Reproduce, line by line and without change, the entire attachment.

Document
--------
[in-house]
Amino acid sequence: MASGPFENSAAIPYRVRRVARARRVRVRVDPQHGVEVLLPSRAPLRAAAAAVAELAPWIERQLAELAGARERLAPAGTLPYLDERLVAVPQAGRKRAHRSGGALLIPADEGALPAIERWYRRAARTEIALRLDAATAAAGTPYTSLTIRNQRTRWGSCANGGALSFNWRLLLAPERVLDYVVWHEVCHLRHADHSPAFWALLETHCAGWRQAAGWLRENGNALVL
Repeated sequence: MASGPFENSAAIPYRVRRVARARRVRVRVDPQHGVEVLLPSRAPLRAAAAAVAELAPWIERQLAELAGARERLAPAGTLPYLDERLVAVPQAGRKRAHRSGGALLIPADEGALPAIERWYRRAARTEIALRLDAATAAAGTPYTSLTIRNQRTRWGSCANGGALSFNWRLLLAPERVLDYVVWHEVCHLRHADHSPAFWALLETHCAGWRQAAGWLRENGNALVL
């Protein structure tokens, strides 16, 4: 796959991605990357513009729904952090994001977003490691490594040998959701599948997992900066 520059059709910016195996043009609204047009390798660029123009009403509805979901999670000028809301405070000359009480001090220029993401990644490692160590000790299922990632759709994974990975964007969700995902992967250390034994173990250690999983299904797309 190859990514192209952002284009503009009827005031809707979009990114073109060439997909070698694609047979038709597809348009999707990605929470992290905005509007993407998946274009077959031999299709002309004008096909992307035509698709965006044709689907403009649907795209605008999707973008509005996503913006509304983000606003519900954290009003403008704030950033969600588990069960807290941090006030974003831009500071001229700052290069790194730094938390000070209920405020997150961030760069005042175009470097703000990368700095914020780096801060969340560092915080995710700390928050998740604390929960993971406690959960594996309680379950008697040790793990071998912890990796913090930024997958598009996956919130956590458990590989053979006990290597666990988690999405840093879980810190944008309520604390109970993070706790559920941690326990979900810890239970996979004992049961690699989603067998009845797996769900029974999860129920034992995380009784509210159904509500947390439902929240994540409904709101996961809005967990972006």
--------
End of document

[in-house]
Amino acid sequence: MASGPFENSAAIPYRVRRVARARRVRVRVDPQHGVEVLLPSRAPLRAAAAAVAELAPWIERQLAELAGARERLAPAGTLPYLDERLVAVPQAGRKRAHRSGGALLIPADEGALPAIERWYRRAARTEIALRLDAATAAAGTPYTSLTIRNQRTRWGSCANGGALSFNWRLLLAPERVLDYVVWHEVCHLRHADHSPAFWALLETHCAGWRQAAGWLRENGNALVL
Repeated sequence: MASGPFENSAAIPYRVRRVARARRVRVRVDPQHGVEVLLPSRAPLRAAAAAVAELAPWIERQLAELAGARERLAPAGTLPYLDERLVAVPQAGRKRAHRSGGALLIPADEGALPAIERWYRRAARTEIALRLDAATAAAGTPYTSLTIRNQRTRWGSCANGGALSFNWRLLLAPERVLDYVVWHEVCHLRHADHSPAFWALLETHCAGWRQAAGWLRENGNALVL
């Protein structure tokens, strides 16, 4: 796959991605990357513009729904952090994001977003490691490594040998959701599948997992900066 520059059709910016195996043009609204047009390798660029123009009403509805979901999670000028809301405070000359009480001090220029993401990644490692160590000790299922990632759709994974990975964007969700995902992967250390034994173990250690999983299904797309 190859990514192209952002284009503009009827005031809707979009990114073109060439997909070698694609047979038709597809348009999707990605929470992290905005509007993407998946274009077959031999299709002309004008096909992307035509698709965006044709689907403009649907795209605008999707973008509005996503913006509304983000606003519900954290009003403008704030950033969600588990069960807290941090006030974003831009500071001229700052290069790194730094938390000070209920405020997150961030760069005042175009470097703000990368700095914020780096801060969340560092915080995710700390928050998740604390929960993971406690959960594996309680379950008697040790793990071998912890990796913090930024997958598009996956919130956590458990590989053979006990290597666990988690999405840093879980810190944008309520604390109970993070706790559920941690326990979900810890239970996979004992049961690699989603067998009845797996769900029974999860129920034992995380009784509210159904509500947390439902929240994540409904709101996961809005967990972006």